The two captives looked about them. Nowhere could they see sign of anyone else in the room, then the door opened and a stoop-shouldered, dried- up man entered. He was of extreme age, even for a Barsoomian. His body showed the signs of degeneration that come upon all Barsoomians when it is time for their journey to the Valley Dor; but this little old man appeared older than any either Ghal Wyn or Tal Yajas had ever seen.

The little man, whose head was extremely large and fringed by white hair, cackled. "Welcome to hell, warriors of Barsoom. It is here that you will live the remaining minutes of your days. I am Ras Thavas."

The old man began to caterwaul like some strange animal. "You have invaded my realm and I shall be the last human being you ever see. I cannot allow you to return to the surface world to reveal my hideaway."

Ghal Wyn looked askance toward his companion.

"Ras Thavas was the greatest scientist on Barsoom," said the panthan in an amused lecture voice. "For centuries this madman gave people the bodies of others through the almost magical surgical procedures he had developed. John Carter and Jasoomian Vad Varo, put the so-called creator of hormads, the so-called Synthethic Men, out of business. Ras Thavas disappeared shortly after, but it now seems the old man had a place already prepared."

"It would have been better had they killed him," grunted the Thurd. "It seems that he has totally lost his mind. We Thurds do not suffer old fools to live." Suiting action to his words, Ghal Wyn rushed toward the old man.

He had only taken a few steps when he crashed into — NOTHING! Lightning flashed and the Thurd crumbled to the floor.

Tal Yajas rushed to his companion's side. The big man was not breathing.

"He's dead! How? Come out and fight like a true man of Barsoom!" Tal Yajas raged, "Come out and face a man."

Ghal Wyn swung his great sword left and right, charging at top speed. Suddenly he was upon Ras Thavas, then THROUGH the wizened apparition and into the very wall! Startled, the green man hurriedly stopped, but too late! He tottered on the brink of yet another abyss.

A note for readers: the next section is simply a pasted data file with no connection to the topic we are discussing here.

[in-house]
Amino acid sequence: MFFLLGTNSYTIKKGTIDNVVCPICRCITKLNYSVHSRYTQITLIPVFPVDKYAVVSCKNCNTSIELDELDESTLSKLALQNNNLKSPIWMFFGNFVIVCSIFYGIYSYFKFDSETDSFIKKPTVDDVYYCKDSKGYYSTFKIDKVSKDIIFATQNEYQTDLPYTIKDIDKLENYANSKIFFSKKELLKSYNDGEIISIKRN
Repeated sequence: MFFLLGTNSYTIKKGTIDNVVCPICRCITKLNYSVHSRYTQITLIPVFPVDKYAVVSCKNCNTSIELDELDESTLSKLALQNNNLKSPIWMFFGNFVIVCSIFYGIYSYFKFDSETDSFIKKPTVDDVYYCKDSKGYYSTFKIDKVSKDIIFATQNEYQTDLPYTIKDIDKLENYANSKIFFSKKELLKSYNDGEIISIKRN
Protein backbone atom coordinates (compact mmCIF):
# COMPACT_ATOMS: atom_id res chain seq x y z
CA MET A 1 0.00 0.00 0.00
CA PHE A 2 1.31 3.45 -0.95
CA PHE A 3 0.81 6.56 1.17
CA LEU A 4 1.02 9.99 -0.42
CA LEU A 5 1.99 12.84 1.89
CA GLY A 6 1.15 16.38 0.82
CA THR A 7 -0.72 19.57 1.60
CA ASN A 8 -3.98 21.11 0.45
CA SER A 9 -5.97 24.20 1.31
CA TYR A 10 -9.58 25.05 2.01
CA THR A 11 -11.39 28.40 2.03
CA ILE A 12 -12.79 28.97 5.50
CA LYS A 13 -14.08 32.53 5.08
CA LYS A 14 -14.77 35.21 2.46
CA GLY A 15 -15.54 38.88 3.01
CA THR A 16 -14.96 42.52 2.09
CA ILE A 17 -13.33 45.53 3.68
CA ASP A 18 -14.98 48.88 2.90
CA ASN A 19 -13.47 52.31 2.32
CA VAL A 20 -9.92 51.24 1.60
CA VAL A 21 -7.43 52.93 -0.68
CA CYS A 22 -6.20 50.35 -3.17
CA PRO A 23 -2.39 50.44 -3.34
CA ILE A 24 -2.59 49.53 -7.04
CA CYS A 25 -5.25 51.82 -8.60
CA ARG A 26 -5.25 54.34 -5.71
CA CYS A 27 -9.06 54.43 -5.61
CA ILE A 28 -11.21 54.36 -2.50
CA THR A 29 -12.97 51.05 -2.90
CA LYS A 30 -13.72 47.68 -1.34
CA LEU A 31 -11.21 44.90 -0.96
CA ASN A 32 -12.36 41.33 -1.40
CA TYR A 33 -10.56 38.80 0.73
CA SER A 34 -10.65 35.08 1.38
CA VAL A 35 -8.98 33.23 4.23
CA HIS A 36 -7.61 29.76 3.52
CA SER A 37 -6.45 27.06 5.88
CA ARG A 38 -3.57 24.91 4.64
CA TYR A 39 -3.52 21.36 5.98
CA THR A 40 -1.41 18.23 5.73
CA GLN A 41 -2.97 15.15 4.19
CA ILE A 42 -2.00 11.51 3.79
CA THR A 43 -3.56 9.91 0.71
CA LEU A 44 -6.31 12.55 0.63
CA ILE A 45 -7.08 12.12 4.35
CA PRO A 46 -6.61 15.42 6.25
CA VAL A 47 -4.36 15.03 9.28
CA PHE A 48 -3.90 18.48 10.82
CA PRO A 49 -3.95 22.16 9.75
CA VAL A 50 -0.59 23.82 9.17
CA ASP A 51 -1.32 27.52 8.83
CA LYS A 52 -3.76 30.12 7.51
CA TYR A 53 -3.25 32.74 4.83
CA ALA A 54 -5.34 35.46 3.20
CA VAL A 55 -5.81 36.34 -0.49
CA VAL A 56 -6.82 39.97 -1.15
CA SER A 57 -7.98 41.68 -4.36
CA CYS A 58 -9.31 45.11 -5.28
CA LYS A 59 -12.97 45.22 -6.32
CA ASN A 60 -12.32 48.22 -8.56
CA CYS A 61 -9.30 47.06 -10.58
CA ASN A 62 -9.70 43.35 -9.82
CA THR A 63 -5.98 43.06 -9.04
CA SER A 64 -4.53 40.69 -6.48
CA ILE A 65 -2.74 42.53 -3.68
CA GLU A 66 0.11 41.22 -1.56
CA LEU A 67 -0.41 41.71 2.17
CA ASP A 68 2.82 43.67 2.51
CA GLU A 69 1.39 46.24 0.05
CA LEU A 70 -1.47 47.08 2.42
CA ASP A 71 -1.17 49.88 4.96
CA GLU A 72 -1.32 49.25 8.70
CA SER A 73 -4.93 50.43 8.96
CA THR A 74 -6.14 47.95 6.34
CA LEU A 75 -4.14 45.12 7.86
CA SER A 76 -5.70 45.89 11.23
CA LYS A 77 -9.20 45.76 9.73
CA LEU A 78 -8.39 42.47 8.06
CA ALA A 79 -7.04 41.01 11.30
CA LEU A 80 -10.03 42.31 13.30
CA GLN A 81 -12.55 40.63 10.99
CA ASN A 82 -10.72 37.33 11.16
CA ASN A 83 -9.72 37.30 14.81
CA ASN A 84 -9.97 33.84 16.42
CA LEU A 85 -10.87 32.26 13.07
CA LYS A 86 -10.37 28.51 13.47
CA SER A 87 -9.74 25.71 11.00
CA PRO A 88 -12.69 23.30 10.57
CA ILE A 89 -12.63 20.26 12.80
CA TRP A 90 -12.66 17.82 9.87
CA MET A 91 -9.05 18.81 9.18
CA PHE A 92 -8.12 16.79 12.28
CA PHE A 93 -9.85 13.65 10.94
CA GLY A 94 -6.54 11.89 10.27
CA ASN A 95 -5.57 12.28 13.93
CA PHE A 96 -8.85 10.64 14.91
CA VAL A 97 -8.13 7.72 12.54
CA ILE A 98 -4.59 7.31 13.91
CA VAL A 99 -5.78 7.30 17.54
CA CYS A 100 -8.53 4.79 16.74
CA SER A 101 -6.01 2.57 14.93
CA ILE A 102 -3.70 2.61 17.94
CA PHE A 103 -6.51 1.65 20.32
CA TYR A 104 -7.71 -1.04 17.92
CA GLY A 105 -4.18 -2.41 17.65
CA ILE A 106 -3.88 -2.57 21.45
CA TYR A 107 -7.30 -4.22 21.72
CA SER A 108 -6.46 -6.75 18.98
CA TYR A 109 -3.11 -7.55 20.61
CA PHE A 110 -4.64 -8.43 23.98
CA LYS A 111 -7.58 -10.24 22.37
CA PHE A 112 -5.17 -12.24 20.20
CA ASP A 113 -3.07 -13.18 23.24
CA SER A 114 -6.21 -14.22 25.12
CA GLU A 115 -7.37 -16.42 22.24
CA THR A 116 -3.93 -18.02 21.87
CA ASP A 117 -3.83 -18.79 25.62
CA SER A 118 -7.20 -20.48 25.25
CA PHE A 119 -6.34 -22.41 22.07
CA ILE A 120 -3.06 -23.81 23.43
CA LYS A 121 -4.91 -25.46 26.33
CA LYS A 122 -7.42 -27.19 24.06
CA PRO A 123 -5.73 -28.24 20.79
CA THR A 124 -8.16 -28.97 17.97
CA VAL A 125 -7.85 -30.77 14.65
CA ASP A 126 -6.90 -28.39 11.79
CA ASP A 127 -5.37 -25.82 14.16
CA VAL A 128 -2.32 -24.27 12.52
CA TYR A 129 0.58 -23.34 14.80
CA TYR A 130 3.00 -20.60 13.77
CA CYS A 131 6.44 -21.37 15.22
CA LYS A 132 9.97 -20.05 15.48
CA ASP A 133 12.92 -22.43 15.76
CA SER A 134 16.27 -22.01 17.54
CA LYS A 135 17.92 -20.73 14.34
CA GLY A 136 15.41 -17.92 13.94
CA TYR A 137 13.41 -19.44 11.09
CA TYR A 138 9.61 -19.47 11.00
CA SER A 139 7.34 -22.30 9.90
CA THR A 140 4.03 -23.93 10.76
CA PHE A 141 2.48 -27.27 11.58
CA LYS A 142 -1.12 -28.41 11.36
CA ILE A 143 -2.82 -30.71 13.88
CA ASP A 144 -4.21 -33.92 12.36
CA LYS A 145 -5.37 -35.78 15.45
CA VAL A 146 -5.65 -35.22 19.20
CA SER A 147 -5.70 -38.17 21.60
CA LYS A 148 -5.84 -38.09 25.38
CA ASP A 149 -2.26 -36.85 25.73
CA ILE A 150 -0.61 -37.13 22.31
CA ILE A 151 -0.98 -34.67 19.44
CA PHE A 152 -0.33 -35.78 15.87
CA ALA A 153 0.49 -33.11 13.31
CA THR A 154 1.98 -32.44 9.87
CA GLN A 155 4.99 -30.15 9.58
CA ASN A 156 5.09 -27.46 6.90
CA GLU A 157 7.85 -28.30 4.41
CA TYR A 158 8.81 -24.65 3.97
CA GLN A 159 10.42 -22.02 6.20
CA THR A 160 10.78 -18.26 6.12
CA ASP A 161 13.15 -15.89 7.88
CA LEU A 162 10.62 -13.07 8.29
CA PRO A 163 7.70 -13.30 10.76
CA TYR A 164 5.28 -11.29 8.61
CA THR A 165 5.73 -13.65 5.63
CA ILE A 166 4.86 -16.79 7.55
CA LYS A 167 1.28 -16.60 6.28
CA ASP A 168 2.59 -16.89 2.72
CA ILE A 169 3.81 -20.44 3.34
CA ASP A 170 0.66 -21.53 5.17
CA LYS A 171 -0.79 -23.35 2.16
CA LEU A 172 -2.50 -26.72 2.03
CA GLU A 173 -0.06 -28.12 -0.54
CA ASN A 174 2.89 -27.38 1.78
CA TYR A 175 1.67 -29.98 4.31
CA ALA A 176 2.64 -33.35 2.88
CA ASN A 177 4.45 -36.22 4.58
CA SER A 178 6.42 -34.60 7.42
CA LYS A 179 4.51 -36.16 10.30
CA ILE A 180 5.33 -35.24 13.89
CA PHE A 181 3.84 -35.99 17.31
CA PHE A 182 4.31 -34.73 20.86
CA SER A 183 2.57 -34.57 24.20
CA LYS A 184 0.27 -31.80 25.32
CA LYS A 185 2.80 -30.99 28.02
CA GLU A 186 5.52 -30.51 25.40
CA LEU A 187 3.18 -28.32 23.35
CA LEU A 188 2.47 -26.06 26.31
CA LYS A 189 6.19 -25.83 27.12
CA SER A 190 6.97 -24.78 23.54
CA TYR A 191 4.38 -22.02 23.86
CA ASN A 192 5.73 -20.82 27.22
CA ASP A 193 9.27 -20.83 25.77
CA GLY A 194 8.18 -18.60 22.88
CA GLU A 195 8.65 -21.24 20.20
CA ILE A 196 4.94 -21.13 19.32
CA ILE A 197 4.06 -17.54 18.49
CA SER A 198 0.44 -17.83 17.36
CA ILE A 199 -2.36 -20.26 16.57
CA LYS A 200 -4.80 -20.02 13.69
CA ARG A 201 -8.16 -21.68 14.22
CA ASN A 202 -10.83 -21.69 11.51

"Stupid calot!" the Mastermind of Mars cackled as Ghal Wyn tumbled over the edge.

Ghal Wyn flailed with three arms, seeking purchase on the walls which were illuminated by a strange phosphorescent fungus. "At least I shall not die in the dark," the barbarian remarked.

The glow was pervasive. He could define no top or bottom to the tube-like tunnel. It seemed endless. Ghal Wyn knew he was falling a tremendous rate of speed. The wind tugged at his body and every movement of hand or arm seemed to set him spinning. The free fall was unending to the huge Thurd, and the longer death was belayed, the less fearful and the more interesting the experience.

"I am falling to the world's core," Ghal Wyn mused. "It is said the Kaldanes have a world of their own in the deep recesses, a world devoid of atmosphere and light. Perhaps I will pass out from lack of breathable air before I impact upon the cold rocks which must lie below."

The green man's soliloquy continued: "I have won but two names in personal combat and there is now no time to win more or to work my way upwards through the ranks until I might achieve the lofty title of Jed. My wives, all six, will mourn me briefly before they are claimed by the brutes in my tribe. 'Tis an untimely end for a promising barbarian, and were I less than I am I might rail against the unfairness of it all."

"I may end it sooner," the disembodied voice admonished the startled green man, "if you continue such convoluted recriminations!"

Tal Yajas shook like a man with ague. He had been tricked and his friend killed—the Thurd appeared lifeless, but it was hard to tell. The panthan raged against the invisible voice of Ras Thavas.

"I will fight you on whatever terms and with whatever weapons you choose, product of an addled egg," he snarled.

"Be careful," came the crackling voice. "I might choose to send you out a white ape with the brain of a man. Vor Daj was such."

"It would be a quick and noble death," Tal Yajas replied. "Better than listening to the disjointed ravings of a madman. Should you know the meaning of fairness then send forth a foeman that I have a chance of defeating."

"Do not speak to me of fairness," the voice continued. "Was John Carter fair to me?"

"You plagued us with synthetic men and their vile brethren," said the panthan. "I remember Pew Mogel and his terrible giant. What treatment would you expect from men of valor and honor?"

"I am the greatest mind on Barsoom," the voice snapped. "I have made life out of inanimate matter. I am a greater power than even Issus in her most magnificent moment. But I am also a scientist and humanitarian. I will give you a chance to serve me and perhaps earn rewards beyond your imagining."

"No," the panthan said. "I fight for personal honor or for gold, either 'tis sufficient reward for a panthan worthy of his metal, but I will never serve a madman out of fear."